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I have created simple library AppInfo providing an easy way to show always valid, automatic updated information about a version of running software in Java applications, which is especially useful in conjunction with automatic builds from CI server.

In my library it is necessary to read MANIFEST.MF from JAR (in case of a desktop application) which is the end application run from (not from any other on a classpath). Currently I use a solution based on an idea taken form Sun's forum (which link to is not working anymore):

String classContainer = classFromRightJar.getProtectionDomain().getCodeSource().getLocation().toString();
URL manifestUrl = new URL("jar:" + classContainer + "!/META-INF/MANIFEST.MF");

and it generally works, but it forces developer of a desktop application to create additional bean configured with a name of a class which is located in specific JAR.

Is there a better/generic solution which gives a name/location/MANIFEST.MF of/from JAR which is a desktop application run from?

Thanks for your help

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2 Answers 2

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By "forces developer of a desktop application to create additional bean..." do you mean that you don't want them to ever have to reference any of their application's class names at all? If so, then there probably isn't any 100% reliably way of doing it, but one approach could be to call java.awt.Frame.getFrames() and check for non-java* subclasses of JFrame. E.g.:

for (Frame frame in Frame.getFrames()) {
    if (frame.getClass().getPackage().getName().startsWith("java"))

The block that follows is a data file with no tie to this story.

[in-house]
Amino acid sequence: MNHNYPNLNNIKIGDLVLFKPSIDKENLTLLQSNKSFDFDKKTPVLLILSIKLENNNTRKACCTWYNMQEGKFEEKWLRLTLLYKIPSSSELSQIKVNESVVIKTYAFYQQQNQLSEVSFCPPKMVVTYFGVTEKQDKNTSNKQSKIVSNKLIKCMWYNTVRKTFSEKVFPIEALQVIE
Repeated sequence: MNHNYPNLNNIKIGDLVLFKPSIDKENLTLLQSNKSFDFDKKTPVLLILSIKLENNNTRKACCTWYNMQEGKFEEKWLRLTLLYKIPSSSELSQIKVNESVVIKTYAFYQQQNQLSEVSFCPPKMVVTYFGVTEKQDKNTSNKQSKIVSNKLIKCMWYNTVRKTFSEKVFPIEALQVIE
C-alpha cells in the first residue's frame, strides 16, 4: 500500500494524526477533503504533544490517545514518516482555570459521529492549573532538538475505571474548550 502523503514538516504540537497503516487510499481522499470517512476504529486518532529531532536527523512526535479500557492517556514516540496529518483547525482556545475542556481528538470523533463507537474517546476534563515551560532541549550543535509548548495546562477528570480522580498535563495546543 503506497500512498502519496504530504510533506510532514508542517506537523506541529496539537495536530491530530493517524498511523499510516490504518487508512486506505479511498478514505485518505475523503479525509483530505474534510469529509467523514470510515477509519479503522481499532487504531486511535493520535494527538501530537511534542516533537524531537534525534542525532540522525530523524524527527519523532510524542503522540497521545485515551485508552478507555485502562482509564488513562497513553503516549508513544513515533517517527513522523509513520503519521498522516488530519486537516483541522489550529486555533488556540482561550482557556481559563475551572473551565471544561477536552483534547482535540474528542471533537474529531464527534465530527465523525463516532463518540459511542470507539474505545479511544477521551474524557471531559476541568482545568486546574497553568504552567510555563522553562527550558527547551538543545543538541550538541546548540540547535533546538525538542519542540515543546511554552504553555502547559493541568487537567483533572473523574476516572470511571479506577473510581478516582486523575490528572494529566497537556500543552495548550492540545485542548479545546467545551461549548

URL manifestURL = frame.getClass().getResource("/META-INF/MANIFEST.MF");
    // do something with the manifest

This will break down if the application doesn't subclass the JFrame/Frame themselves, so you might also want to walk through the children of the frame to check for subclasses of the children as well.

Another approach might be to grab Thread.getAllStackTraces() and walk through all of them (especially the "main" thread) looking for the main class that started the application, and then grab the manifest for that class.

As I say, though, there probably isn't any 100% reliable way to do it, since the application may not use any custom subclasses and the stacks for the threads might have a mixture of different applications.

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The idea was to create a library which is attached and works. I was afraid if there is a way to do it in a reliable way. I will probably force end application developer to create a String bean with a name (+package) of class from the main archive. It is still easy to do and much more safe. Thanks for your answer. Btw, nice hack with stack traces. –  Szpak Nov 9 '10 at 21:58

There's a system property "sun.java.command" that contains either the jar name or the class name plus all the main() method arguments. So for invocation

java -jar test.jar arg1 arg2

you'd get "test.jar arg1 arg2" and for

java test.Test arg1 arg2

the property value would be "test.Test arg1 arg2". As the property's name would suggest, it's not "official" (does not have to work on non-Sun/Oracle implementations). I checked it on Java 7, don't know when it was introduced.

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